Carlos laid out a flight of excellent tequilas for us to taste. In keeping with the historic theme of the trip, our group was the first to try Penca Azul blanco.
Penca Azul uses only agave that are 8-10 years old, and weigh more than 50 kilos, which means ripe plants with lots of agave sugars. They do everything in small batches, with natural fermentation (no added yeasts) and traditional methods. They don't have a distillery, yet, so their products are made in another fabrica, which they take over for two weeks. They do, however, have their own white oak barrels used strictly for their products.
Penca Azul reposado is aged six-eight months, and their añeo for 30. They make a very small amount, selling 2,000 cases of tequila in the USA, saving only five for Mexico (none of which are añejo).
In his talk, Carlos said the reposado has notes of anise, agave and green pepper, while the blanco had evergreen, brine, lime and mint. We tasted the PA tequilas in a wine glass, similar to the official Reidel glasses. I noted alcohol in the nose, but not the taste. I noted some butterscotch in the reposado, too. The añejo was lighter in colour than most others, with no copper in it at all.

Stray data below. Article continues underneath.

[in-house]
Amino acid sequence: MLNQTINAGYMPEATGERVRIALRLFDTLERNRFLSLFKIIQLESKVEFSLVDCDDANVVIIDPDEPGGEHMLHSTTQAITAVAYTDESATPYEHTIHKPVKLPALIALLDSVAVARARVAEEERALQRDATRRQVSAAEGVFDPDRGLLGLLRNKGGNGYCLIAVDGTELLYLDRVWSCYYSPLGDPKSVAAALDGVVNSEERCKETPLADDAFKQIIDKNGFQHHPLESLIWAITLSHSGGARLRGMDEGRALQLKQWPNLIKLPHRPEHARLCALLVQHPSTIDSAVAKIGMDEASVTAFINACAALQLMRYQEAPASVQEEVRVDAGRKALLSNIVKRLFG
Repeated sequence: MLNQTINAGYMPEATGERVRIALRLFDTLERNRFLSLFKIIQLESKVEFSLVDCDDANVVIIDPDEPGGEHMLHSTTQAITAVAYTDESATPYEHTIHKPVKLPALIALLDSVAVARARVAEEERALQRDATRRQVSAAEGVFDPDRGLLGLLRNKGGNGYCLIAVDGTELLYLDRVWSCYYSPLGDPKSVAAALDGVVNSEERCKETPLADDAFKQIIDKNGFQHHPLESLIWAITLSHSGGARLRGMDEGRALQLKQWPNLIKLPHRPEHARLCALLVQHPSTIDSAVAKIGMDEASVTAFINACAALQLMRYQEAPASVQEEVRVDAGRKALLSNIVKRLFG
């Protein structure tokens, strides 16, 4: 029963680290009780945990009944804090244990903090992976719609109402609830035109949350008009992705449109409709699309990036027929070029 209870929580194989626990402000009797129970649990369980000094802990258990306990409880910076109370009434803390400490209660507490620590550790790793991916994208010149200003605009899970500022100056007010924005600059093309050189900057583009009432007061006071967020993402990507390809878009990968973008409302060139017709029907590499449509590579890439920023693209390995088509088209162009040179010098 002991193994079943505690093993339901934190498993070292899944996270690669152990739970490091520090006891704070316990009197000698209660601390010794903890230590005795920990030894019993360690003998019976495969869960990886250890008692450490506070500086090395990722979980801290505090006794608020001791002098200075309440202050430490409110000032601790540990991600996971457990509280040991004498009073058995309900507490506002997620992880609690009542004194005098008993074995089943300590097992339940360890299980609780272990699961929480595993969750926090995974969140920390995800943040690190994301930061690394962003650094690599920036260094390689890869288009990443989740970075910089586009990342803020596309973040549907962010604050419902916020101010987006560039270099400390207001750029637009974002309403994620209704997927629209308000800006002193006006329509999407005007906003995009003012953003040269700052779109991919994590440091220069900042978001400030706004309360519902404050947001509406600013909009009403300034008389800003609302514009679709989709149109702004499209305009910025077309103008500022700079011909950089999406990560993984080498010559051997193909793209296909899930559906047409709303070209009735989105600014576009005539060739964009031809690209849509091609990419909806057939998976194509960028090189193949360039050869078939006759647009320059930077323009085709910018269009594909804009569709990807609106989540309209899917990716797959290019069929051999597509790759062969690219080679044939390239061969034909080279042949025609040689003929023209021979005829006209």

One of the major differences between distillers, Carlos said, is the water, which affects the tequila. "It makes a big, big difference." He also noted that, since they are based in the highlands, "there's a huge difference between what you do in Los Altos, than what you do down here," (meaning Tequila).